By the way, is Kwankwaso going to Kano to organise or lead a violent protest? Certainly not, except agents of the state decide to infiltrate the group of his supporters and try to precipitate violence from within in order to justify the preconceived advice by the police to keep him away; and, for as long as possible. If that is not the case, I do not see anything difficult in the police providing protection for Kwankwanso and the crowd of supporters that would welcome him to Kano. After all, the police have been giving protection to pro-government protest marches. Why have they considered Kwankwaso’s historic visit to Kano a difficult event to handle?
If the fear expressed by the police commissioner as to the possibility of disgruntled elements hijacking the visit is real, then what that simply explicates is that the disgruntled elements would certainly not be from the camp or among the supporters of Kwankwaso but from the governor’s camp. It is not a secret that there is no love lost between the two leaders. It therefore will not cost the state government too much to sustain the grounds of “tensed atmosphere” to keep Kwankwaso away from the state.
Ganduje is gripped by a morbid fear occasioned by the popularity of his former boss and predecessor in office. Kwankwaso’s political structure in Kano is pervasive and solid. Ganduje’s deputy, Professor Hafiz Abubakar, is a product of that structure. Following the cold war, Ganduje has reportedly sidelined Abubakar. The professor, according to media reports, has said he would dump Ganduje and return to the classroom at the Bayero University at the end of his first term in 2019.
The governor is fast losing grips. But he has quickly done a few things in order to preserve his position: alignment with President Muhammadu Buhari in the calculations that he would be able to use that to clinch the party’s ticket and also re-election. He also enlisted in the group of seven governors that stormed Abuja while the 73 Nigerians massacred in Benue by Fulani herdsmen were being buried in Makurdi, to mollycoddle the president to run again for the presidency in 2019.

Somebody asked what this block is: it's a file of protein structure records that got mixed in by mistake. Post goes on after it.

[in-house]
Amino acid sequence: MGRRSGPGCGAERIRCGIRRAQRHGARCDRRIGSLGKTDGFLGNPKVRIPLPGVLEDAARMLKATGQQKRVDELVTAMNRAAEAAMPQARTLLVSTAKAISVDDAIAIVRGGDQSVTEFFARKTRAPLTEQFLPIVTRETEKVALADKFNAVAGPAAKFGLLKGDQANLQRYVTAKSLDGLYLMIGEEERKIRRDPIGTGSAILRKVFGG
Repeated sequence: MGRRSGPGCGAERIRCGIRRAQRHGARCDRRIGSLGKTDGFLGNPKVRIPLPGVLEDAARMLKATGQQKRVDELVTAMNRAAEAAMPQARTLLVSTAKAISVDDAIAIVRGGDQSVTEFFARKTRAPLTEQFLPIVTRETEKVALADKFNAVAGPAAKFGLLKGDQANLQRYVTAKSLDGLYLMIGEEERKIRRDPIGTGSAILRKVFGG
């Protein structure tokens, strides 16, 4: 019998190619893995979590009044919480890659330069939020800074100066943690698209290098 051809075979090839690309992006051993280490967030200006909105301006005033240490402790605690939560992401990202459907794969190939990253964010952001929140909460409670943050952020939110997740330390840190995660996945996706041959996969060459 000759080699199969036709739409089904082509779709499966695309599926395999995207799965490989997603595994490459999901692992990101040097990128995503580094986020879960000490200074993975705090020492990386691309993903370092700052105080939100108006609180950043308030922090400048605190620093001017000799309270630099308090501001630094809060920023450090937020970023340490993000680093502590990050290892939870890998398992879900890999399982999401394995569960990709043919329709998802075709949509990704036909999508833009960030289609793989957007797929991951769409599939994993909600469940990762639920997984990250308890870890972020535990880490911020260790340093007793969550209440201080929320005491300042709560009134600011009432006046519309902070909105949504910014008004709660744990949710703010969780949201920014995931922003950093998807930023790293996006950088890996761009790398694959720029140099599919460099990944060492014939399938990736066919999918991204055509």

Clinching a second term in office may not be a smooth ride for Ganduje given the nature of Kano politics, which predisposes the people to most of the times diverge from mainstream parties that hold the levers of power in Abuja. Such unpredictable political tenacity to embrace opposition politics has, indeed, defined Kano as the archetypical hotbed of northwest politics. Kwankwaso himself was a victim in 2003 when he was denied re-election by the people who voted for Malam Ibrahim Shekarau on the platform of the All Nigeria Peoples Party (ANPP) instead. This is the historical example, nay reality that Ganduje will have to contend with.
There is no doubt that Kwankwaso has become the real issue in Kano politics. As it is, even when he has not made any statements that could be construed to be critical of the APC-led federal government, the fear of his deft political moves has become the beginning of wisdom to the party leadership in the state.
Why should they not fear Kwankwaso who, as governor, delivered about two million of Kano votes, even if somewhat controversial, to Buhari in the 2015 presidential election? But the way they are going about trying to tame him is certainly a crying aberration in a democracy. To practically bar Kwankwaso from going to Kano on a home visit is not only jejune but also faute de mieux counter-productive to the APC’s assertion of political accommodation and tolerance.
Ojeifo, editor-in-chief of The Congresswatch magazine, writes via firstname.lastname@example.org